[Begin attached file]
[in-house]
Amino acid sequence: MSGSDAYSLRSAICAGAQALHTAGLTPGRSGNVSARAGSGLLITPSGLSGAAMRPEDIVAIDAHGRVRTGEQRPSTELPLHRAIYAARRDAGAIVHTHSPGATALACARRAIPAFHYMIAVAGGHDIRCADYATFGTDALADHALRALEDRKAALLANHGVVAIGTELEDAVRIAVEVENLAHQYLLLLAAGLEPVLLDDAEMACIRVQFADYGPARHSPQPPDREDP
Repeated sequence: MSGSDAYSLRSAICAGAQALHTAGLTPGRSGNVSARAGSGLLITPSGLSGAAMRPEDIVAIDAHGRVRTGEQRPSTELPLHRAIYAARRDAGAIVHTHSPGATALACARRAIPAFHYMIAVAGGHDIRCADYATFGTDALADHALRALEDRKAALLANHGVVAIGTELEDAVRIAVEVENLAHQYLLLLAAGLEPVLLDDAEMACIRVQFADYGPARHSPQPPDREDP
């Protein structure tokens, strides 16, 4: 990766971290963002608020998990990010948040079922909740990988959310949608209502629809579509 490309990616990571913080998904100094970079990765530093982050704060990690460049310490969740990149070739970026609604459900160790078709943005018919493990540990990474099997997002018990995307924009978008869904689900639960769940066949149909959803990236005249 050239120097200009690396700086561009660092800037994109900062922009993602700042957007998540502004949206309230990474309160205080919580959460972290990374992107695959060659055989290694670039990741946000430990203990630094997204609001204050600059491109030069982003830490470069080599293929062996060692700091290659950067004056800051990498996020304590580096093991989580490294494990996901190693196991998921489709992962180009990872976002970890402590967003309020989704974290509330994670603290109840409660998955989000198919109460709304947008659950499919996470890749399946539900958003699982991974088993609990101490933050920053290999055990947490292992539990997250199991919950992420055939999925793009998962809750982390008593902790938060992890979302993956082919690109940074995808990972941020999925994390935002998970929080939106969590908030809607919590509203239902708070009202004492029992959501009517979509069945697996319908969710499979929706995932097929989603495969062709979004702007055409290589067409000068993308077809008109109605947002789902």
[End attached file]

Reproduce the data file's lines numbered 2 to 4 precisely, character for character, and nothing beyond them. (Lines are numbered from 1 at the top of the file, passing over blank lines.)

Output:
Amino acid sequence: MSGSDAYSLRSAICAGAQALHTAGLTPGRSGNVSARAGSGLLITPSGLSGAAMRPEDIVAIDAHGRVRTGEQRPSTELPLHRAIYAARRDAGAIVHTHSPGATALACARRAIPAFHYMIAVAGGHDIRCADYATFGTDALADHALRALEDRKAALLANHGVVAIGTELEDAVRIAVEVENLAHQYLLLLAAGLEPVLLDDAEMACIRVQFADYGPARHSPQPPDREDP
Repeated sequence: MSGSDAYSLRSAICAGAQALHTAGLTPGRSGNVSARAGSGLLITPSGLSGAAMRPEDIVAIDAHGRVRTGEQRPSTELPLHRAIYAARRDAGAIVHTHSPGATALACARRAIPAFHYMIAVAGGHDIRCADYATFGTDALADHALRALEDRKAALLANHGVVAIGTELEDAVRIAVEVENLAHQYLLLLAAGLEPVLLDDAEMACIRVQFADYGPARHSPQPPDREDP
């Protein structure tokens, strides 16, 4: 990766971290963002608020998990990010948040079922909740990988959310949608209502629809579509 490309990616990571913080998904100094970079990765530093982050704060990690460049310490969740990149070739970026609604459900160790078709943005018919493990540990990474099997997002018990995307924009978008869904689900639960769940066949149909959803990236005249 050239120097200009690396700086561009660092800037994109900062922009993602700042957007998540502004949206309230990474309160205080919580959460972290990374992107695959060659055989290694670039990741946000430990203990630094997204609001204050600059491109030069982003830490470069080599293929062996060692700091290659950067004056800051990498996020304590580096093991989580490294494990996901190693196991998921489709992962180009990872976002970890402590967003309020989704974290509330994670603290109840409660998955989000198919109460709304947008659950499919996470890749399946539900958003699982991974088993609990101490933050920053290999055990947490292992539990997250199991919950992420055939999925793009998962809750982390008593902790938060992890979302993956082919690109940074995808990972941020999925994390935002998970929080939106969590908030809607919590509203239902708070009202004492029992959501009517979509069945697996319908969710499979929706995932097929989603495969062709979004702007055409290589067409000068993308077809008109109605947002789902």